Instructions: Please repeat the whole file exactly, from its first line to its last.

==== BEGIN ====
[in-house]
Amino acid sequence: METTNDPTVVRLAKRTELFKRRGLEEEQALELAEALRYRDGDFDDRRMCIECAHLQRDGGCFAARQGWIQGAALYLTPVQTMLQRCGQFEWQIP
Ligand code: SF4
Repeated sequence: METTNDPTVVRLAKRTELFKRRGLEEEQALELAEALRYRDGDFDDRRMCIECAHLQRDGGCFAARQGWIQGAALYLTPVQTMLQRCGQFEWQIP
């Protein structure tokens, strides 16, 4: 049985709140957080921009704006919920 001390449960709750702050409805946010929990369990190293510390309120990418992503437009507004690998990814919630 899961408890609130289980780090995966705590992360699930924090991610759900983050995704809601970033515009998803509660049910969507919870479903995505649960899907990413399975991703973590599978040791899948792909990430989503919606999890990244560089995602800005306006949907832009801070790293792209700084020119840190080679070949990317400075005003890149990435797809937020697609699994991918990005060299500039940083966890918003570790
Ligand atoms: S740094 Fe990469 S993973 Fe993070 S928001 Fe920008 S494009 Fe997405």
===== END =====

[in-house]
Amino acid sequence: METTNDPTVVRLAKRTELFKRRGLEEEQALELAEALRYRDGDFDDRRMCIECAHLQRDGGCFAARQGWIQGAALYLTPVQTMLQRCGQFEWQIP
Ligand code: SF4
Repeated sequence: METTNDPTVVRLAKRTELFKRRGLEEEQALELAEALRYRDGDFDDRRMCIECAHLQRDGGCFAARQGWIQGAALYLTPVQTMLQRCGQFEWQIP
């Protein structure tokens, strides 16, 4: 049985709140957080921009704006919920 001390449960709750702050409805946010929990369990190293510390309120990418992503437009507004690998990814919630 899961408890609130289980780090995966705590992360699930924090991610759900983050995704809601970033515009998803509660049910969507919870479903995505649960899907990413399975991703973590599978040791899948792909990430989503919606999890990244560089995602800005306006949907832009801070790293792209700084020119840190080679070949990317400075005003890149990435797809937020697609699994991918990005060299500039940083966890918003570790
Ligand atoms: S740094 Fe990469 S993973 Fe993070 S928001 Fe920008 S494009 Fe997405």